Muscular fatigue, cramps and stiffness are the result of a pH imbalance caused by lactic acid.
At its most basic, magnotherapy has something in common with massage, but without the pressure, as it’s said to increase blood flow and assist the removal of toxins and waste products for quick recovery.
Performance can be improved and the chances of injury are dramatically reduced if muscles and joints are properly warmed up before use, and soothing those aching joints and muscles afterwards definitely speeds up the repair process.
“Magnets are a very big thing on the eventing circuit,” says international eventer Lucy Thompson, who runs Equine Sport Therapy along with sports therapist Chris Caden-Parker.
The end result of magnetic therapy is to increase the blood circulation.
There’s no doubt that increased blood flow brings healing effects in such instances once the initial inflammation has subsided.
Sally Beves from the Equine Unit at Hartpury College, Glos, investigated the effects of magnetic tendon boots on tendon temperatures.
During her research, Sally used thermography to measure tendon temperatures after the application of Magno-Pulse tendon boots and found that there was no significant increase in tendon temperatures of the magnet-treated limb compared to the control limb after a 12-hour period.
After a 24-hour period, however, there was a significant increase of an average of 2øC of the magnet-treated limb compared to the control limb. A rise of almost 1øC remained in the “magnetised” limb even one hour after the boots had been removed, much longer than the warmth generated by the thermal properties alone of the non-magnetised boot on the control limb.
Recent studies have proven that those people with fresh or delayed-union fractures do actually benefit from magno-therapy, and results from general public usage suggest that horses with arthritis may be equally as successful.
Research has shown that pulsed electromagnetic fields, as opposed to static magnets, have been successfully used in the treatment of union and non-union fractures and has been observed to healbroken bones in a greatly reduced time in humans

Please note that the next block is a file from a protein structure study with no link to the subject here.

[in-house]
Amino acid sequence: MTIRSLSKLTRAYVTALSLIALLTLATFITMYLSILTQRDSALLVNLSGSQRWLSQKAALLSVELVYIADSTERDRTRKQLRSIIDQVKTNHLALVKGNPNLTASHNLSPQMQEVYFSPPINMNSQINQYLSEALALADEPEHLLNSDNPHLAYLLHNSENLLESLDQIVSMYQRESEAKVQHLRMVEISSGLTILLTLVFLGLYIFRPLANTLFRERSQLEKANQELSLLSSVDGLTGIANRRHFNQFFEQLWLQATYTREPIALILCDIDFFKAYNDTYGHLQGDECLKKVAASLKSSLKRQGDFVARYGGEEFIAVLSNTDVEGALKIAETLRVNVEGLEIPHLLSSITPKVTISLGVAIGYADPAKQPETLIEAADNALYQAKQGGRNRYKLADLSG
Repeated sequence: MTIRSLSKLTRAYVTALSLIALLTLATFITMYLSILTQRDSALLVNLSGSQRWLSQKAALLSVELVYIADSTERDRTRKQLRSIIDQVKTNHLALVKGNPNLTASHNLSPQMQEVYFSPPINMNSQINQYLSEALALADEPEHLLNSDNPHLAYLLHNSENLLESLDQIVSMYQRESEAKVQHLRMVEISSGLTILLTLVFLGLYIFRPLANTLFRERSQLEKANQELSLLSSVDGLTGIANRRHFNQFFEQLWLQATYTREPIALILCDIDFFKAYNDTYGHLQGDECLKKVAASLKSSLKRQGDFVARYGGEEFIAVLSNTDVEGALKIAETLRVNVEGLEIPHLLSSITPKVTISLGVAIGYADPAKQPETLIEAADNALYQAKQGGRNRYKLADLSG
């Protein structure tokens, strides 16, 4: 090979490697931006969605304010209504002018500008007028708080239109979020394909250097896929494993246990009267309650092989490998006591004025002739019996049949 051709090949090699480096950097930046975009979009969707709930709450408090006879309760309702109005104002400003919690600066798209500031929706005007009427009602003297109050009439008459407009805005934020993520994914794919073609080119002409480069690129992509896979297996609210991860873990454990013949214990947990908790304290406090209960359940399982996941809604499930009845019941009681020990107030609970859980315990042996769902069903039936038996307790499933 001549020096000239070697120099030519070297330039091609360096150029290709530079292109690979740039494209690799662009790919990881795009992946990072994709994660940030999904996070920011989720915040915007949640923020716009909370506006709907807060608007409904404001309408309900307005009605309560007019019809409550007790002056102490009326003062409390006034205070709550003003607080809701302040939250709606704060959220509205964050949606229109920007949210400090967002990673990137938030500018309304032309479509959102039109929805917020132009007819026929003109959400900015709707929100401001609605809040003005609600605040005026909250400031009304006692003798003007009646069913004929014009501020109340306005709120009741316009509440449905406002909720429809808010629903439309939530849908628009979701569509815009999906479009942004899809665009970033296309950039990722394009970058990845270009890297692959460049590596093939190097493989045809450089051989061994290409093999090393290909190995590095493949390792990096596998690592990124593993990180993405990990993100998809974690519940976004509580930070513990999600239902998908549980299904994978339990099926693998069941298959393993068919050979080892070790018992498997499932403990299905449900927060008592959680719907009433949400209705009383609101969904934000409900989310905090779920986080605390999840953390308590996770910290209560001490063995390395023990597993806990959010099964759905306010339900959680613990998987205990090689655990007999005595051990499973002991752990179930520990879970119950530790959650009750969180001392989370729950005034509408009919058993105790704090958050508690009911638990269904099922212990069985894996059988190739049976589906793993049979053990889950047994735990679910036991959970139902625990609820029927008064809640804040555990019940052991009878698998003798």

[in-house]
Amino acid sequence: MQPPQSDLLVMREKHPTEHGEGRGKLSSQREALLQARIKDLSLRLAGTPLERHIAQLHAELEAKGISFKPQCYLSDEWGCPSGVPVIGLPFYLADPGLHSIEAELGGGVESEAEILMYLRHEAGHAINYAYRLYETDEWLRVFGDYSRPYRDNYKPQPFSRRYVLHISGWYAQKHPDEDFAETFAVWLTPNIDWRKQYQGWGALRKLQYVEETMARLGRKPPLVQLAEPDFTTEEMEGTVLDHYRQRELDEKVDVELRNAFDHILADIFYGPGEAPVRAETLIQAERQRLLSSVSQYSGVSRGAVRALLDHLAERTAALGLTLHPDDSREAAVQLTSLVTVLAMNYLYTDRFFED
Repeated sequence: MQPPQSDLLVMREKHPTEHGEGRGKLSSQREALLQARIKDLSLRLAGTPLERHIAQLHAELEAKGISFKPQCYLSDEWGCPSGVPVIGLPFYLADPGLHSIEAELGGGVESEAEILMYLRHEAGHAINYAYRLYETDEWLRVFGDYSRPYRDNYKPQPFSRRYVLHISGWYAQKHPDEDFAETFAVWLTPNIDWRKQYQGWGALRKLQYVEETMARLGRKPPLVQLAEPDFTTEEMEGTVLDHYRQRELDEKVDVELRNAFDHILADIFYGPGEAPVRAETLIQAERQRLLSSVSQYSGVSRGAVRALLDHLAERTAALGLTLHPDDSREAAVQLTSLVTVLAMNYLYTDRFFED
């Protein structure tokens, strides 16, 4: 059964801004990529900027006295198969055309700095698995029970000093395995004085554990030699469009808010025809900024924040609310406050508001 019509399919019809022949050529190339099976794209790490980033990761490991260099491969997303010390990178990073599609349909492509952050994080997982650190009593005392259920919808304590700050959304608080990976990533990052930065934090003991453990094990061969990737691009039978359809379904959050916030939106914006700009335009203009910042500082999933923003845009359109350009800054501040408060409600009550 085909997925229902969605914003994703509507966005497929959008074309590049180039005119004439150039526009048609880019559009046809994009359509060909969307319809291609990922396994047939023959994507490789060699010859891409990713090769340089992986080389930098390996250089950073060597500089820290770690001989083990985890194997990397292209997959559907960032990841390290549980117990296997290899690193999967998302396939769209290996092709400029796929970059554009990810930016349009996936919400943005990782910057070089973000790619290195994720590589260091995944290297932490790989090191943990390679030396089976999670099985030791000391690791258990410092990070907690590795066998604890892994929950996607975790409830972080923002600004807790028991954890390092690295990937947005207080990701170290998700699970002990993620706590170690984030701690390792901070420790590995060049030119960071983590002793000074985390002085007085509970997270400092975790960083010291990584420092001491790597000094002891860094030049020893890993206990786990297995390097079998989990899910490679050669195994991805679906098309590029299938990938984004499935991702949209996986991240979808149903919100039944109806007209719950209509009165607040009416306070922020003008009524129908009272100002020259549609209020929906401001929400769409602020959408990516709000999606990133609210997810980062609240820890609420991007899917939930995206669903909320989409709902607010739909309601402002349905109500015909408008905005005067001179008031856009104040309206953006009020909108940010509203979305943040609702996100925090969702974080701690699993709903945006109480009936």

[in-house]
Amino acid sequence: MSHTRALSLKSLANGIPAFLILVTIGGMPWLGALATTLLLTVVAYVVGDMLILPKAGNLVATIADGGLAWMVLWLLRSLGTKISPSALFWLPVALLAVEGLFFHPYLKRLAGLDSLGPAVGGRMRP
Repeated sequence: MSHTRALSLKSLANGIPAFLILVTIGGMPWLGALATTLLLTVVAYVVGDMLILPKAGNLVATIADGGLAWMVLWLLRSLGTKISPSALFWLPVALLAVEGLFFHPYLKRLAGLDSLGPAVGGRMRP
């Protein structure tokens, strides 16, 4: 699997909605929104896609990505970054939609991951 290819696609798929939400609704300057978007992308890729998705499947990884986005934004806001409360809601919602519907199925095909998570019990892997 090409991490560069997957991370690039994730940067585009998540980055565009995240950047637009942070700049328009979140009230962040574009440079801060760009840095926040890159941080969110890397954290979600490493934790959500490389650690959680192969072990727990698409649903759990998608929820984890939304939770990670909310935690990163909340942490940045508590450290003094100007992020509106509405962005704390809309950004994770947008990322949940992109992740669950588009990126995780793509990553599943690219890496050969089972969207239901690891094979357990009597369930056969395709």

Muscular stiffness and conditions such as filled legs (from poor circulation, not from inflammation) and windgalls should improve with the use of magnotherapy boots.
Many physiotherapists believe that the magnetic fields (particularly the pulsing fields) can penetrate soft tissue injuries where muscle damage may be too deep or too sore for manual manipulation.
However, others would argue that the static magnets sold for horse owners would never penetrate this far and nor should they in untrained hands.
Horn growth and foot conditions
It has been suggested that the increased circulation that seems to be an effect of magnetic field therapy can help the feet, both in terms of promoting good quality horn growth and easing conditions of the hooves where restricted blood flow is a factor, such as navicular and laminitis.
Event rider Lucy Thompson says she has witnessed some impressive results
“We had three horses that were hard to keep sound and just didn’t respond to the usual feed supplements or hoof dressings,” says Lucy. “One had cracked, brittle feet, one had very slow-growing horn of poor quality and the other had soft, flaky feet. Over a period of about two years, regular use of magnetic bell boots transformed them all.”
Robert Eustace FRCVS of the Laminitis Clinic in Wiltshire is not so impressed, however. “We tried a number of magnetic products some years ago without any success. Horses with laminitis need the correct drugs and good management, not gimmicks. Eighty per cent of cases will get better anyway with good management, then people place the credit with the gimmick!”
Along with the improved waste removal and nutrient-rich blood which is a result of magno-therapy comes drug-free pain relief – very important for athletes of all species who are likely to be tested for illegal drugs.
For horses that are constantly receiving a lot of drugs, magnetic therapy may be used in conjunction with other pain relieving therapies, such as acupuncture, in order to reduce the toxic build up in a horse’s system.
Magnets can be used to target acu-puncture points, so you can benefit from the healing and pain-relieving principles without having to endure the needles, although most therapists continue to use laser for this purpose.
Most experts admit that even where it doesn’t do any good, magnotherapy at least can do very little harm, with the following exceptions.
DO NOT USE MAGNETS:
In the first 48 hours after injury. The circulation-boosting effects will make inflammation and bleeding worse.
- On an untreated infection.
- On an open wound.
- On an area where liniment has been applied in the last 24 hours.
- While exercising your horse or if your horse has a metal pin or plate implanted in the affected area.
- Before obtaining a proper diagnosis from your vet.
- On a horse diagnosed with cancer.
Have a look at our full range of horse magnetic products including magnetic covers and magnetic boots here